Tuesday, September 17, 2013

West Explosion Update

It has been 5 months since my hometown was changed forever by the West Fertilizer Plant Explosion, and I thought I would offer a little update. 
At the time, it was so difficult to grasp how the town and people would cope, how people would pick up the pieces and move forward, how things would get cleaned up, how the town would ever be the same again. I think we have all come to learn that things will never be the same, but they are getting better and continuing to do so. This time has had me recalling a visit to Galveston in December of 2008, just 3 months after Hurricane Ike. I was brought to tears when I saw people decorating the ravished homes for Christmas, and thought how in the world do they deal with this. Now, I know, you just do. You do so without thinking, without realizing how strong you are, you just do. My mom, friends, and I participated in the WestFest (our town's Czech heritage festival) Kolache 5000 5k over Labor Day weekend, and the shirts we were given for the event said "You never know how strong you are until being strong is the only choice you have" (or something like that), and that statement couldn't be more true. I don't know where the strength of the town, the people, my family has come from but it is there without thinking how. 
Most things have been cleaned up by now, the apartments, nursing home, 2 of the 3 destroyed schools have been demolished and cleaned up, and school is now being held in portable buildings....this is the part that really chokes me up. So many kids not only lost their homes, maybe even family members, but their safe place at school as well. I am sadden because my brother and his friends will probably never walk the halls of a real school as a senior and know that sense of pride. However, I hope this time has taught them a new pride. To be proud of their town, townspeople, and people from all over the world that have offered a helping hand.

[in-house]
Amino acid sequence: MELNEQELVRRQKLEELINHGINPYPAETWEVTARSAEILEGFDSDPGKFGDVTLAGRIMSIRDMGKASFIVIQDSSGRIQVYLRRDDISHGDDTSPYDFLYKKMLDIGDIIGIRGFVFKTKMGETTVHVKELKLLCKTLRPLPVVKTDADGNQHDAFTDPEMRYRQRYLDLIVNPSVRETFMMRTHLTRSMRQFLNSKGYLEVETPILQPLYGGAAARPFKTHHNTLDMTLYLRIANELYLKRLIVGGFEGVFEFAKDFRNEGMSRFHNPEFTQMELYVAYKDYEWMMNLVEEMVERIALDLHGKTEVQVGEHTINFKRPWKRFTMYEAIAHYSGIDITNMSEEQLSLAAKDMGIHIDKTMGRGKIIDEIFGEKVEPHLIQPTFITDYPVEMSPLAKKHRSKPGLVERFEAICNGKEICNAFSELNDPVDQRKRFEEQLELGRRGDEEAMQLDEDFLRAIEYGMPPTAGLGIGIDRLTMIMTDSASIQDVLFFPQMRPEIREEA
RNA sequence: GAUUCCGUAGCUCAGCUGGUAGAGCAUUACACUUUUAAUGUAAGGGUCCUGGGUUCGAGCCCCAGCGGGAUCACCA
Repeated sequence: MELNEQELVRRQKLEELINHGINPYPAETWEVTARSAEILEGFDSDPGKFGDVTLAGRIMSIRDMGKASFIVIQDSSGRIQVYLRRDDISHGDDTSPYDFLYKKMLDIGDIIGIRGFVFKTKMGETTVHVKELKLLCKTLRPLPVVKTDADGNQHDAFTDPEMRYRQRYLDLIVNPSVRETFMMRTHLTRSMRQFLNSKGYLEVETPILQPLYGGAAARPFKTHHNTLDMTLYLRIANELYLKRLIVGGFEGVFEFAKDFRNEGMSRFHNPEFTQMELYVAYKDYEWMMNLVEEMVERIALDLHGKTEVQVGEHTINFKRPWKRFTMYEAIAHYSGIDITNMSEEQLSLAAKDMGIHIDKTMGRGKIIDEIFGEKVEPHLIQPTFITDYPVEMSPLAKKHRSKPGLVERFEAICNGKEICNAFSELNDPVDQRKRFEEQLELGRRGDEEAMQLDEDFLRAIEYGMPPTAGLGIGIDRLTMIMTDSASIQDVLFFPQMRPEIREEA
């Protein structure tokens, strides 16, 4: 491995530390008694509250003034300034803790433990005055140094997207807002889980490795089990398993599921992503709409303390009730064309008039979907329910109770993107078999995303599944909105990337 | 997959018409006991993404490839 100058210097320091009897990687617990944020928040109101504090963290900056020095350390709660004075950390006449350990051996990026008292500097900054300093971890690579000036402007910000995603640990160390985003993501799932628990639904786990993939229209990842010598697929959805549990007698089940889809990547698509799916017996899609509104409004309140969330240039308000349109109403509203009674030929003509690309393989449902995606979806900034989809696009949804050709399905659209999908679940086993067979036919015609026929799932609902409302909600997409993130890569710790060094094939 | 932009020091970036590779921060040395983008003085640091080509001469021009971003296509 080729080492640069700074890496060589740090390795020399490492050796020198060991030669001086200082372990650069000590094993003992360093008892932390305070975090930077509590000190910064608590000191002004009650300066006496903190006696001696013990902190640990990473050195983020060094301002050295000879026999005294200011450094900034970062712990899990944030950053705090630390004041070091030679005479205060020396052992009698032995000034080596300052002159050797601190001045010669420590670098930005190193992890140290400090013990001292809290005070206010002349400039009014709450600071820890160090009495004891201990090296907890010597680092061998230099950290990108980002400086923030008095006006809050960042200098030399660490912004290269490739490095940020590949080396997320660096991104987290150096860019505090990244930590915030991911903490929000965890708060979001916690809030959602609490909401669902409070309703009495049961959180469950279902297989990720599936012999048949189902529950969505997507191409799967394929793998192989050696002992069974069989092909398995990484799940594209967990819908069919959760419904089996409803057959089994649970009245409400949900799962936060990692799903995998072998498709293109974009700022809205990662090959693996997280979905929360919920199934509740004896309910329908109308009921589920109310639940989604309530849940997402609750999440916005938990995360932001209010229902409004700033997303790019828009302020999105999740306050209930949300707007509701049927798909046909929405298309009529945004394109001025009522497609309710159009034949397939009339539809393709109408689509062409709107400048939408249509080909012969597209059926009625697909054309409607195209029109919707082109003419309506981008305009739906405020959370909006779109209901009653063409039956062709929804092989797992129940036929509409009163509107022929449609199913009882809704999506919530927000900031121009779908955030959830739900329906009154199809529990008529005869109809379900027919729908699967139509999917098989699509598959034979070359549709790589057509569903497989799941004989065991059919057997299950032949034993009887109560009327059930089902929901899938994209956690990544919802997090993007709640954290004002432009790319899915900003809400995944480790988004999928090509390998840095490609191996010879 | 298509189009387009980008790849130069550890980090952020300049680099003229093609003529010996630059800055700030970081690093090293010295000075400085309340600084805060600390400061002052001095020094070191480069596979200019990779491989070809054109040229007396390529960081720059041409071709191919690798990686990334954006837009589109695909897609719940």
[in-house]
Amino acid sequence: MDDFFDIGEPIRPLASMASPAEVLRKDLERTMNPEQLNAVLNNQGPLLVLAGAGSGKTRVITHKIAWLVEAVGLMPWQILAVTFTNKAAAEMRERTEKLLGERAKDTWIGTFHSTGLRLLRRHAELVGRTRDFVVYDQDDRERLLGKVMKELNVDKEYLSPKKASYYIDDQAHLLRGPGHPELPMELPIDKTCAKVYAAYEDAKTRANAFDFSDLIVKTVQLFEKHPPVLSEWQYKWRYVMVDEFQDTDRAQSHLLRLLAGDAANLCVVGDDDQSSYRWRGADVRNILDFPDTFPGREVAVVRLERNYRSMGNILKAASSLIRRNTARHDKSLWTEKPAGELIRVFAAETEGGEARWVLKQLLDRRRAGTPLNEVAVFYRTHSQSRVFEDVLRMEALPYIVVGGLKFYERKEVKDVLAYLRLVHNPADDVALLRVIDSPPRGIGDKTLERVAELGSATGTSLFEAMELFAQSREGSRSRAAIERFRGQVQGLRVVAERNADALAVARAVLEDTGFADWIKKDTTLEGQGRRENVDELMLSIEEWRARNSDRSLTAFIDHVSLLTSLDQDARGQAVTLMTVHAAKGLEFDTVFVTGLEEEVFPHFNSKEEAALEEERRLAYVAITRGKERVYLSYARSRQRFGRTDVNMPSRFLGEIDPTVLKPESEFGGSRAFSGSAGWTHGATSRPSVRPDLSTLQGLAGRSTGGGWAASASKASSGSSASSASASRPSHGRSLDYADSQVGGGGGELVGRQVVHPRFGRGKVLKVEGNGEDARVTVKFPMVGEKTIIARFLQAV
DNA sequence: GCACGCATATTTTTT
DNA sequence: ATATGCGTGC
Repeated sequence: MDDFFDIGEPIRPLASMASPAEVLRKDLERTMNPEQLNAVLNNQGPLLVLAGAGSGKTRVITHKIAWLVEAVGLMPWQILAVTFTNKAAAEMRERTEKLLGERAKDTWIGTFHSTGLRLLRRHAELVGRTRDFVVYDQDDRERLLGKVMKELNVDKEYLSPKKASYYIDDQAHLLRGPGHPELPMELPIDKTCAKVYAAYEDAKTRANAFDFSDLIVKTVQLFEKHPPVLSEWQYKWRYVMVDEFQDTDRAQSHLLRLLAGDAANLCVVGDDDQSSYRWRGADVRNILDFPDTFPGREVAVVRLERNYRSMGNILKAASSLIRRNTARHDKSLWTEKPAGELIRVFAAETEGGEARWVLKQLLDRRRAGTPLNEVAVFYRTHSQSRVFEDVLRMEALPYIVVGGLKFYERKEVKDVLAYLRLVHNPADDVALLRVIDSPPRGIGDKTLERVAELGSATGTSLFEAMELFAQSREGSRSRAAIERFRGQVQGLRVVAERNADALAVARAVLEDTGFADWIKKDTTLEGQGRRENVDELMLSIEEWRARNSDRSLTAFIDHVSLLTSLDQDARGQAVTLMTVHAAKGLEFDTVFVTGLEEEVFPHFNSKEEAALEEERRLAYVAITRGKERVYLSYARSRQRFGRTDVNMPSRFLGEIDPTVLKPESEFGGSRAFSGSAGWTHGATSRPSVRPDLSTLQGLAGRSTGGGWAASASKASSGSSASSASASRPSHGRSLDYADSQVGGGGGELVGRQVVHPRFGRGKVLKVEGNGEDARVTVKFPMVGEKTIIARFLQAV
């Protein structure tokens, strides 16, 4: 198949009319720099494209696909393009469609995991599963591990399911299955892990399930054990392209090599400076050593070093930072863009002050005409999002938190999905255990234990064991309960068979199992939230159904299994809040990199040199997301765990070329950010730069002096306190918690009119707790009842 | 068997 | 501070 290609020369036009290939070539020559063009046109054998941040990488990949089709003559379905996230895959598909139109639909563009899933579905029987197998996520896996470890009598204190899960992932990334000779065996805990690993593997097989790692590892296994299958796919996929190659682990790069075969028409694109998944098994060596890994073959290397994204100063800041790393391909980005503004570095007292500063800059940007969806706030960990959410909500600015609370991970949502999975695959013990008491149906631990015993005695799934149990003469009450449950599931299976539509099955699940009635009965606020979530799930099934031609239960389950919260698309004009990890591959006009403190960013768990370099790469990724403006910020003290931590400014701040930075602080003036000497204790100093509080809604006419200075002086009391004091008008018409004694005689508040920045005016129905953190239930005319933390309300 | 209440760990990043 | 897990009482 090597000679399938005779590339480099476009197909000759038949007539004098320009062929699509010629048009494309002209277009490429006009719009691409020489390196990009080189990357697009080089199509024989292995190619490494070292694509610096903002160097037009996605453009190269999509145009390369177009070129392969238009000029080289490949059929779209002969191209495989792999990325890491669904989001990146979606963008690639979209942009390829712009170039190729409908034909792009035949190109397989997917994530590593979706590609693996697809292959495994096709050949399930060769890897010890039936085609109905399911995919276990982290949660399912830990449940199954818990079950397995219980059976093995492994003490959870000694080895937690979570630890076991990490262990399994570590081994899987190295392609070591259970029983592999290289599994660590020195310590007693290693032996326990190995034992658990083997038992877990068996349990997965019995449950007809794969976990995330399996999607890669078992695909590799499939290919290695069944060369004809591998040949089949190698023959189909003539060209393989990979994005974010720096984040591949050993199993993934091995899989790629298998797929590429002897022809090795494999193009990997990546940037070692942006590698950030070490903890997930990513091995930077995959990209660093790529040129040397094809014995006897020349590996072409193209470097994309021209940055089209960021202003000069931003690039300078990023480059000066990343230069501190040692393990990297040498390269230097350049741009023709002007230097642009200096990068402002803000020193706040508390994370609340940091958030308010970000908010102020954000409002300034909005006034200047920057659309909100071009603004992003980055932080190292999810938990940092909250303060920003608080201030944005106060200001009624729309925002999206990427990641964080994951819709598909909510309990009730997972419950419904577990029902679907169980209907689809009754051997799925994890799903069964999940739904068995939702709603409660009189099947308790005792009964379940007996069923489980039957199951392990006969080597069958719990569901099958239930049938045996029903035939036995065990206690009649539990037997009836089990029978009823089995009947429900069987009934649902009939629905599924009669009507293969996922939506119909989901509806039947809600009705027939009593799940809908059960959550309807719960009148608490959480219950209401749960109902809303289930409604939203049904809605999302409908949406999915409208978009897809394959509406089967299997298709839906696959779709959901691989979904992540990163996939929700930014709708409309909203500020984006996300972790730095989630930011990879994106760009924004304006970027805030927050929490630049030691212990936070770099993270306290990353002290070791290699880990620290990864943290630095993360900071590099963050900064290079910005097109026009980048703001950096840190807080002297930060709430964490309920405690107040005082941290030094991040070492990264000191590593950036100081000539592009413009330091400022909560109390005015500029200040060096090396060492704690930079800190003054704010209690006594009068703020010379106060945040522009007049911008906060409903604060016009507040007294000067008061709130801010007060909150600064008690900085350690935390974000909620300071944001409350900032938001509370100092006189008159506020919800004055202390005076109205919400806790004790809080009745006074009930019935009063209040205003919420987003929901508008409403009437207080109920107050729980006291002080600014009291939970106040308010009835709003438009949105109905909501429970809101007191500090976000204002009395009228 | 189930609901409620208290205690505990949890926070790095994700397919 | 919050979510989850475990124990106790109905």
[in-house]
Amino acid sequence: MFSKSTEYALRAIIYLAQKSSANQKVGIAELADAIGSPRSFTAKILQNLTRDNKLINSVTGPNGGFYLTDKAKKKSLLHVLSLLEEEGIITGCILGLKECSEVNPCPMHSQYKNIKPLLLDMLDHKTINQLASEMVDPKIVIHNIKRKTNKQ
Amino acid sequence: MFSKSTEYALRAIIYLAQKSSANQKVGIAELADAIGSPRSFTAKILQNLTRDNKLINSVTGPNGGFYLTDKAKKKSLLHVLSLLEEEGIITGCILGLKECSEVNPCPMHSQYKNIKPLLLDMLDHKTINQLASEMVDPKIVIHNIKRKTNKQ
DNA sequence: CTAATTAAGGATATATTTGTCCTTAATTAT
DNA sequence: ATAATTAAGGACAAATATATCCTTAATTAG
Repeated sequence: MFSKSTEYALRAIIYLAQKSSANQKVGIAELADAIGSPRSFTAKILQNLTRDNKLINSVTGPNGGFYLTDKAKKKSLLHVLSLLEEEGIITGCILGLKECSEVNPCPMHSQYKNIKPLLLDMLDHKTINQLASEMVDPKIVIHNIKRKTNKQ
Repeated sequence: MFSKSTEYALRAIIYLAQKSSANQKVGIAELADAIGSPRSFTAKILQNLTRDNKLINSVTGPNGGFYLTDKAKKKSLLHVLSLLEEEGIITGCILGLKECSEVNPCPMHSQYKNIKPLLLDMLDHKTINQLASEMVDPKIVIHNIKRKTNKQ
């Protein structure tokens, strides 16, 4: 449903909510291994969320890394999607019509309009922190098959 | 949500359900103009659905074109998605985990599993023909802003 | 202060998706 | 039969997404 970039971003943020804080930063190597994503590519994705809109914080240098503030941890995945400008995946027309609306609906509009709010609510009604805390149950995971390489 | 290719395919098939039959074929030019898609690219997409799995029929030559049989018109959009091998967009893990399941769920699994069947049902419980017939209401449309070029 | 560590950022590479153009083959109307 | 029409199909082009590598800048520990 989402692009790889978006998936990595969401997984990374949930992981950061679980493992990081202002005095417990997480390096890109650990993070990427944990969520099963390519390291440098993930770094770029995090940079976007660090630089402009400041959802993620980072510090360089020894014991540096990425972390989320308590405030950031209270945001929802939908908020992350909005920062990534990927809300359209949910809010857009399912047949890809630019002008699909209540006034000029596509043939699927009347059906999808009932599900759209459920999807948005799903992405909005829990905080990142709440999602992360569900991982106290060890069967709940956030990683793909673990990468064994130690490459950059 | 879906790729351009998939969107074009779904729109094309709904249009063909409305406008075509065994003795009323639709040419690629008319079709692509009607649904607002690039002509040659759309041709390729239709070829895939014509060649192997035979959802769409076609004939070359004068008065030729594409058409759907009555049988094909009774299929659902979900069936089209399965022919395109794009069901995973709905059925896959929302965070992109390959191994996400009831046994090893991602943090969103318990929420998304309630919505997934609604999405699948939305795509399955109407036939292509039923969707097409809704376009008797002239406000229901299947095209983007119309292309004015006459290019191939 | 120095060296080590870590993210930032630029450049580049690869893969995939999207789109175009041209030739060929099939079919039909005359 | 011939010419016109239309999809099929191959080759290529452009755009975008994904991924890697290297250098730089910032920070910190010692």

100s of home have also been demolished or are in the process of being renovated. But there is still so much more to be done. So many people are still waiting fighting for the help from their insurance companies, and other things they shouldn't have to worry more about. 
My family has been blessed with a wonderful insurance company. The broker was calling to check on them the very next morning, and several times after that. They had things taken care of within a month. We said our last goodbye to the house in July as it was demolished, and my family is now waiting for a final contract from their builder. They will be building in the same place, and it will be a wonderful new beginning. Though people have lost their lives and I would never trade their lives or the aftermath of this event for a new home, I have tried to look at this as a blessing in disguise. In 2009 my dad became permanently disabled, and could eventually end up in a wheelchair. With this opportunity to build a new home, comes the opportunity to prepare for that time, if it comes. 

Now, I know it may seem morbid, but I made a simple scrapbook layout to remember this event (not that we will ever forget). But I felt it so important to document since it has been such a huge part of our lives. It will be a reminder of that day and how far we've all came.

post signature


  1. What a lovely (no pun intended) and timely post. My hometown, Estes Park, Colorado, is busy cleaning up, assessing and putting one foot in front of another after 17 inches of rain fell in a matter of a couple of days (the annual average is just under 14 inches). Every river in our valley flooded and things, like in West, will never be the same. The strong and resilient people of West (as well as those in EP) continue to be in my prayers... Thank you for writing this!

    1. Sara, I'm so glad you left a comment. Estes Park has been in my prayers & will continue to be. What a wonderful feeling to know that across the country and world, we have people that understand what we are going thru!


Thank you for stopping by, and leaving your thoughts!